Straddling both old world realities and modern aspirations, Hanoi has evolved into a city of great contrasts. TNA visits the Vietnamese capital in the winter of 2023 to file this destination story.
Depending on when your first visit to Hanoi occurs, you are likely to find it unforgettable for very different reasons. Having first set foot in this city 20 years ago with a subsequent absence of 16 years, I am surprised yet unperturbed at how developed yet unevolved Hanoi has become. For one the traffic is still a frustrating impasse but unlike the scene back in 2003, Hanoi's traffic today is largely a motorised affair in lieu of the two-wheel hordes of yore. Peculiarly, it is still a daunting task to cross the road today but the prospects of being run down by a errant cyclist or two is almost next to none; today crossing a road in Hanoi, despite the presence of traffic installations, is akin to playing chicken with a car. Or a truck. Or a bus. Or the countless motorcycles that know something you and I don't about how not to hit pedestrians with the right of way. The chaos of the traffic situation in Hanoi has only gotten bigger, not better, and yet for better or worse things are still able to function more or less as before despite the threat of ending up as roadkill looming larger. Of course I exaggerate, and I must prescribe road crossing in Hanoi as a worldly curriculum for all first world kiddos who'd never even felt the terror of chaos in their placid existence. This is the spot to pick up some realities and ironies of life, for despite appearances, there is a deeply rooted sense of calm and composure emanating from the daily dealings and common scenes in Hanoi, which then enigmatically translate as charm and allure to visitors from foreign realities.
With regards to charms, Hanoi has cultural relics aplenty to sustain a portal to the past, not just in terms of buildings and gardens, but also the olden ways that have survived to the present age despite decades of ravages that are footnotes to the country's modern transition. Once the city was known as Thang Long, the capital of ancient Annam from 1010 until Vietnam's last dynastic rulers shifted their seat to Hue in 1802. A century passed before French encroachers reestablished their capital here as Hanoi. A flurry of French architecture, most illustrious of them the opera house, was raised within the ancient city and today the forced confluence of eastern and western styles is a lasting mark on the face of Hanoi, with many new buildings electing the contours of Belle Epoch structures richly imprinted with Vietnamese accents.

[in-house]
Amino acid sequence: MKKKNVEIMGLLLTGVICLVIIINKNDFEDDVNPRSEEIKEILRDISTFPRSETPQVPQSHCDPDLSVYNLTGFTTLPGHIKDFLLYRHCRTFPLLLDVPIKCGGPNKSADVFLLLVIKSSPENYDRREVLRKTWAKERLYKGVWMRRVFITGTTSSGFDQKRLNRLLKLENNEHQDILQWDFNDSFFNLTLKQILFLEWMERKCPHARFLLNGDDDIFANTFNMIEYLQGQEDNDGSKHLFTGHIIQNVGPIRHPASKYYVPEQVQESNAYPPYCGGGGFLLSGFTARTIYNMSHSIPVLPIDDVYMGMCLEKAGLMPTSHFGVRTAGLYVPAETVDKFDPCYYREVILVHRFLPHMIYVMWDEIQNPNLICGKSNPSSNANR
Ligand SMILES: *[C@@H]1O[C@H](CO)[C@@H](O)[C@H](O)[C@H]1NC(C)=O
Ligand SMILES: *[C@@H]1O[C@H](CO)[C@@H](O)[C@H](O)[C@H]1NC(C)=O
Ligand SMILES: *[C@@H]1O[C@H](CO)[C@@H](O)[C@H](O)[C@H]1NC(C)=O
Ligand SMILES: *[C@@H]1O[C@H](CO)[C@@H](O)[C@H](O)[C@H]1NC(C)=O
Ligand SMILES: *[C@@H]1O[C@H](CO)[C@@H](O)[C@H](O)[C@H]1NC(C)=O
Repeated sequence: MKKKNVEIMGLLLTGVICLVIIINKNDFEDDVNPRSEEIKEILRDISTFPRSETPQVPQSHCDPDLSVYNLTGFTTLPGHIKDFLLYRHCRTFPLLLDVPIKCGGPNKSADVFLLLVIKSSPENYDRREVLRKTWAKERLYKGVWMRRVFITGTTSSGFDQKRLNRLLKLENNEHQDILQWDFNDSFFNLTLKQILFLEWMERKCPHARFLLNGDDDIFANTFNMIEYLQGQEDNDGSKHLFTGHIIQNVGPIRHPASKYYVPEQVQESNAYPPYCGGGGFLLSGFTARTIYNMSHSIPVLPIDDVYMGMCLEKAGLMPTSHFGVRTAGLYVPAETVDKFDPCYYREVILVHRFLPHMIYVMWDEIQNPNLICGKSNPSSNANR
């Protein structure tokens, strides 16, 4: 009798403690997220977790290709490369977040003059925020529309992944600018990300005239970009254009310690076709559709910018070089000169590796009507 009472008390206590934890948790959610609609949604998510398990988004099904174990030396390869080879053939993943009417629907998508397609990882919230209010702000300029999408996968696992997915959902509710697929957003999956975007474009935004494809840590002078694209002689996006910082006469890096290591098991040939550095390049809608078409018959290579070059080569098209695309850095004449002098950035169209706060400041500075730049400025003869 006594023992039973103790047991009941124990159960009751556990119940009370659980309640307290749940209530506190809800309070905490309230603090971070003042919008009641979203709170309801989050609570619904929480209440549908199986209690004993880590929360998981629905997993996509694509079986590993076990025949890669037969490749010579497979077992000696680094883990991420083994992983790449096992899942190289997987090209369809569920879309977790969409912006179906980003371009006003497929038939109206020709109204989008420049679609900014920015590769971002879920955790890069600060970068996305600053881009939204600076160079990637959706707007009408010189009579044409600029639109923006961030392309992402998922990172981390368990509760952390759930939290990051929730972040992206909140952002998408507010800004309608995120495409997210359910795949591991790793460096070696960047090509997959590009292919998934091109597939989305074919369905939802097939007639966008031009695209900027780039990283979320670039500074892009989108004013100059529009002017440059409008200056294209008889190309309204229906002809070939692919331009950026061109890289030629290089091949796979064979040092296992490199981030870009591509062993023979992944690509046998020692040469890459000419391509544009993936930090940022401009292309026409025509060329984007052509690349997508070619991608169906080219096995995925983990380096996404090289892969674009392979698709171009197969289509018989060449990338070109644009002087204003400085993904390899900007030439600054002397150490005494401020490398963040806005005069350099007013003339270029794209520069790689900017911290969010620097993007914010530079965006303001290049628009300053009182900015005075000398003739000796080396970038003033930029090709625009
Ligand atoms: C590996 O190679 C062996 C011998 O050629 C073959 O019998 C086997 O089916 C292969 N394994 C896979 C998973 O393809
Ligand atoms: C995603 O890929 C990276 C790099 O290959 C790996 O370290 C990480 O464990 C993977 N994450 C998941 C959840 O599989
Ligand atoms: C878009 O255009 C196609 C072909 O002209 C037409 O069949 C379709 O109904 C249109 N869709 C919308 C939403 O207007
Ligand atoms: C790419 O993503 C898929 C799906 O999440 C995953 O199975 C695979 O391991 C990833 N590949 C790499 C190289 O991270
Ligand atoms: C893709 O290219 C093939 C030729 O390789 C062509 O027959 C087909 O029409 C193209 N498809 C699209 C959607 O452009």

The Temple of Literature is Hanoi's most famous old landmark that harbours an ideology that is still alive and well today. Dedicated to Confucius and the sages, the temple was also Annam's imperial academy, widely regarded as the country's first national university, and is still visited by hordes of worshippers thronging its sacred grounds to pray for good results over national examinations. The temple comprises five courtyards that feature wells, pavilions, gardens, lawns and worship halls.
The Hoan Kiem lake district is another famous old site within Hanoi. Riddled with fabulous fables, most of them with political undertones, the lake is today a beautiful reflection of Hanoi's cultural heritage, harbouring a temple and crimson bridge of Chinese style at its heart whilst delineated by rows of French style building right off its banks. The sights and sounds start early with dancers, joggers and contemplators all filtering in and around at the crack of dawn.
What has clearly evolved are the shops and businesses within Hanoi's famous old quarter. Whereas there were mostly vibrant galleries, old shops and quaint eateries lining the streets in the decades past, today there are imposing hotels, grand shopping centers, hipster cafes, international banks and all and sundry vying for the tourist dollar within this shopping district. While choices are not necessarily a bad thing for a shopping area, it can still elicit disappointment from folks who'd descended on an old spot to seek out weathered authenticity.
Hanoi is also a good springboard to explore Northern Vietnam's picturesque countryside. Day trippers routinely head out to Ninh Binh and Ha Long Bay for an eyeful of majestic vistas afforded by these scenic locations. From Hanoi, a short trip to Sapa is also well worth consideration. A remote mountainous region bordering China, Sapa is home to many ethnic minority groups who traditionally tend to the gorgeous rice terraces here. Like many minority races who exist within remote gorgeous places on earth, they too have no choice but to subsist their livelihood peddling folk crafts and trinkets to visiting tourists.